Artificial Unification

In essence, widespread cooperation began when similar cultural norms started to form in different areas across the world, most importantly in the areas of money, empires, and religion. In the past, people used trading to acquire the goods they needed because there wasn’t a standardized form of currency. Then the idea of money was introduced, which gave everyone a standard way to pay for the things they needed. This allowed for cooperation in that there was more accessibility of goods, in addition to more people relating over the concept of money.   Empires were also instrumental in unifying the masses. This was done through imperialization and the expanding of empires. Powerful societies would take over/colonize others and enforce their cultural norms onto their new subjects. Lastly, religion united people through shared ideology within the same religions, moral rules and “laws”, and most importantly the idea of global religion. Harari puts it as, “In fact, monotheism. . .  is a kaleidoscope of monotheist, dualist, polytheist, and animist legacies, jumbling together under a single divine umbrella.” (Harari 223). Even though all religions are different, there can be undertones of different ones within all of them. With Harari’s quote from page 241, I believe that he’s saying that everything around us has become an imagined order, and that we study history to understand the imagined orders that we’ve created.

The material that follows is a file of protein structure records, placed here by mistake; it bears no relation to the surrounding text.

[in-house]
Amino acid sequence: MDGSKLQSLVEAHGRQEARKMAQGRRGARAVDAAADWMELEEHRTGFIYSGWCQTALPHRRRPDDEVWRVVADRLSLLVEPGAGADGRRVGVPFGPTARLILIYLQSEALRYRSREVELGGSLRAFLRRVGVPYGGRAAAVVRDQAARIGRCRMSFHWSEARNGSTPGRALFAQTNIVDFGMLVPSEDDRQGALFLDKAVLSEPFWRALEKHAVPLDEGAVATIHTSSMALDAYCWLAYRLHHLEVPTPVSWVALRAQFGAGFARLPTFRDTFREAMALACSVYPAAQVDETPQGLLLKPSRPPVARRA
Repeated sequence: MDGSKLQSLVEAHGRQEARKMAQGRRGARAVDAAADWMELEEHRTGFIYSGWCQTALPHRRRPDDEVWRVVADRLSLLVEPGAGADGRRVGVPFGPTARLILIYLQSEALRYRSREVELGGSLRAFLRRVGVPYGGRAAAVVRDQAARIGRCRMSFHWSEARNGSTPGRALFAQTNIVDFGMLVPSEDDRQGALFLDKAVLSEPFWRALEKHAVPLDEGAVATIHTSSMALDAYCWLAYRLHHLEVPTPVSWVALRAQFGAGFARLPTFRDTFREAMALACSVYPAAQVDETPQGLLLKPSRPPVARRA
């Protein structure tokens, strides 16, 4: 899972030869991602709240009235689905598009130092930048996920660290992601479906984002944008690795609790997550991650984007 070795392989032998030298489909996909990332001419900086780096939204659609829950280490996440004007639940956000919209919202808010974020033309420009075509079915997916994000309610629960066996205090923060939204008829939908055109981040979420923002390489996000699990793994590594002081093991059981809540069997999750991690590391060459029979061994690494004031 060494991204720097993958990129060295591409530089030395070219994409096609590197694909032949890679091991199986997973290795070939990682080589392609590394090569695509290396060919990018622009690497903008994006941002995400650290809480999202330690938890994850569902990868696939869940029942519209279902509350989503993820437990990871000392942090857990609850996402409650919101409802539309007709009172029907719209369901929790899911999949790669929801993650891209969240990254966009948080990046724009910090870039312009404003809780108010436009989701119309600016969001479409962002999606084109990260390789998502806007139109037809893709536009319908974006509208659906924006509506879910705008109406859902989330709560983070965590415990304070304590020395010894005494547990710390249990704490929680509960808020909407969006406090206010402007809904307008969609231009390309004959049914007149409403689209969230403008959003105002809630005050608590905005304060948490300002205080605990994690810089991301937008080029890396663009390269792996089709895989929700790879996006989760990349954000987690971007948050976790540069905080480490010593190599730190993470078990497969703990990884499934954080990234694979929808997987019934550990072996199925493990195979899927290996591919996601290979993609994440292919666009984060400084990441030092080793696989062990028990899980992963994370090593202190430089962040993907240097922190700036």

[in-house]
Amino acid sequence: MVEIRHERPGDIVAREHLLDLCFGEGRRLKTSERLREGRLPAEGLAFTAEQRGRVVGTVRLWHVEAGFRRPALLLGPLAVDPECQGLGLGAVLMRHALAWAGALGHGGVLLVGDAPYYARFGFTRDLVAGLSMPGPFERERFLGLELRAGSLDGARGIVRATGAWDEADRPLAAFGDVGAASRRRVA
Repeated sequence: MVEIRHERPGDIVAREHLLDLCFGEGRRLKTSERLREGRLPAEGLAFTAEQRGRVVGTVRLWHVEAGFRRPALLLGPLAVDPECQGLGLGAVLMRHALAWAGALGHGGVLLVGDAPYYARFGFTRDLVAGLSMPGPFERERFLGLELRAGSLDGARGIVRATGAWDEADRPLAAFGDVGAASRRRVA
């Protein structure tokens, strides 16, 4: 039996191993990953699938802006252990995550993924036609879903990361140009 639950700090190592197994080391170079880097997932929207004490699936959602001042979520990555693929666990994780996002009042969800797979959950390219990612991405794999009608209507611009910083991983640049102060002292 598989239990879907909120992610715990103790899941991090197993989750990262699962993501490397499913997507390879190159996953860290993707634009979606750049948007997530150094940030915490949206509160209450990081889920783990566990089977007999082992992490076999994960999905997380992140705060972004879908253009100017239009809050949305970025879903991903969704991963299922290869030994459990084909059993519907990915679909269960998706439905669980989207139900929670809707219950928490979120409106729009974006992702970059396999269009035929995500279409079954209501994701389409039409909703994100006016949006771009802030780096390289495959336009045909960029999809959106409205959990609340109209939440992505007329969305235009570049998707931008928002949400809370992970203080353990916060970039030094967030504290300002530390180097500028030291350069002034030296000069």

I think that this part puts a lot of pieces of the human-existence puzzle together. When you think of religion and money now, they’re considered divisive and not symbolic of togetherness. I think Harari implies that the creation and development of those constructs laid a solid foundation for unification, and now that is the default, even if religion and money aren’t as unifying as they used to be.

Published by chasedboyd1

Hello! My name is Chase and I’m a computer science major at Montana State University.

One thought on “Artificial Unification

  1. I appreciate how your viewpoint looked at the positive side of how these forces unified the globe. My view was a bit more cynical especially with how religion was used in conjunction with colonization. But your tone on how these 3 things were actually used for humans all across the globe to find common ground was comforting. I also like how you tied this concept back into imagined orders, proving how powerful that concept is to bring together large groups of people. I also think it’s interesting how you mentioned that money and religion are not as strong of a unifying force as they used to be, yet they remain as an underlying structure in many societies.

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